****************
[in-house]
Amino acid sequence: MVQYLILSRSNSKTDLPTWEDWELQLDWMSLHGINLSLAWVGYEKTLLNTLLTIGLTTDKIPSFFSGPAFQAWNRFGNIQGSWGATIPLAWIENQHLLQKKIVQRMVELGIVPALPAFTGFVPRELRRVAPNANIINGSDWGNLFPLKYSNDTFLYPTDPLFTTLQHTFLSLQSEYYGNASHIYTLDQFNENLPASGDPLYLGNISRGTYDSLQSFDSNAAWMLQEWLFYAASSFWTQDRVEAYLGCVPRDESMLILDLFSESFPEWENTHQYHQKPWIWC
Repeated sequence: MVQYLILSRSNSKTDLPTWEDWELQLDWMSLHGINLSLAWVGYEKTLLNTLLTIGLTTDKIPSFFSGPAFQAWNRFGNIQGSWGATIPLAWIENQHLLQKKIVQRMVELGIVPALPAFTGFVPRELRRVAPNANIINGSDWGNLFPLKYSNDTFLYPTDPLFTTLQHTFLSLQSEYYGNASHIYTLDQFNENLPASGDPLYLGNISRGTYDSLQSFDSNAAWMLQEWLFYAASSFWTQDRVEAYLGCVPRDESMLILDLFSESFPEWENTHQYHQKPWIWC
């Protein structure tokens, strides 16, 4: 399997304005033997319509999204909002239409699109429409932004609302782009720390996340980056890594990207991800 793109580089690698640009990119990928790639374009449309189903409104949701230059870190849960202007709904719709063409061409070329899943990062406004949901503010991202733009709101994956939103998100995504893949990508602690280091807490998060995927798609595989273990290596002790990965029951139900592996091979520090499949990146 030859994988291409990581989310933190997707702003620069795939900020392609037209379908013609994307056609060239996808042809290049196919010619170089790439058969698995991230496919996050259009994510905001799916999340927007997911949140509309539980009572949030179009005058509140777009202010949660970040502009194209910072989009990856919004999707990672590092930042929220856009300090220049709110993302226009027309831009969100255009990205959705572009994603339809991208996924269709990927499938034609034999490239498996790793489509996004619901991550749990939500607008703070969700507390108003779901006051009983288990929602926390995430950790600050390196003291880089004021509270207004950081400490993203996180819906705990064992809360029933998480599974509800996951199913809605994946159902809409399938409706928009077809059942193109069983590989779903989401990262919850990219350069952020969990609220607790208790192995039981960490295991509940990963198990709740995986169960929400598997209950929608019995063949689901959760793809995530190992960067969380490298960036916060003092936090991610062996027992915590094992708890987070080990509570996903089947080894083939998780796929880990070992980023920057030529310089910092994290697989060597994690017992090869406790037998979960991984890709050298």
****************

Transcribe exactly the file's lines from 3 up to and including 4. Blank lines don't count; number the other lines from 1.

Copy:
Repeated sequence: MVQYLILSRSNSKTDLPTWEDWELQLDWMSLHGINLSLAWVGYEKTLLNTLLTIGLTTDKIPSFFSGPAFQAWNRFGNIQGSWGATIPLAWIENQHLLQKKIVQRMVELGIVPALPAFTGFVPRELRRVAPNANIINGSDWGNLFPLKYSNDTFLYPTDPLFTTLQHTFLSLQSEYYGNASHIYTLDQFNENLPASGDPLYLGNISRGTYDSLQSFDSNAAWMLQEWLFYAASSFWTQDRVEAYLGCVPRDESMLILDLFSESFPEWENTHQYHQKPWIWC
């Protein structure tokens, strides 16, 4: 399997304005033997319509999204909002239409699109429409932004609302782009720390996340980056890594990207991800 793109580089690698640009990119990928790639374009449309189903409104949701230059870190849960202007709904719709063409061409070329899943990062406004949901503010991202733009709101994956939103998100995504893949990508602690280091807490998060995927798609595989273990290596002790990965029951139900592996091979520090499949990146 030859994988291409990581989310933190997707702003620069795939900020392609037209379908013609994307056609060239996808042809290049196919010619170089790439058969698995991230496919996050259009994510905001799916999340927007997911949140509309539980009572949030179009005058509140777009202010949660970040502009194209910072989009990856919004999707990672590092930042929220856009300090220049709110993302226009027309831009969100255009990205959705572009994603339809991208996924269709990927499938034609034999490239498996790793489509996004619901991550749990939500607008703070969700507390108003779901006051009983288990929602926390995430950790600050390196003291880089004021509270207004950081400490993203996180819906705990064992809360029933998480599974509800996951199913809605994946159902809409399938409706928009077809059942193109069983590989779903989401990262919850990219350069952020969990609220607790208790192995039981960490295991509940990963198990709740995986169960929400598997209950929608019995063949689901959760793809995530190992960067969380490298960036916060003092936090991610062996027992915590094992708890987070080990509570996903089947080894083939998780796929880990070992980023920057030529310089910092994290697989060597994690017992090869406790037998979960991984890709050298």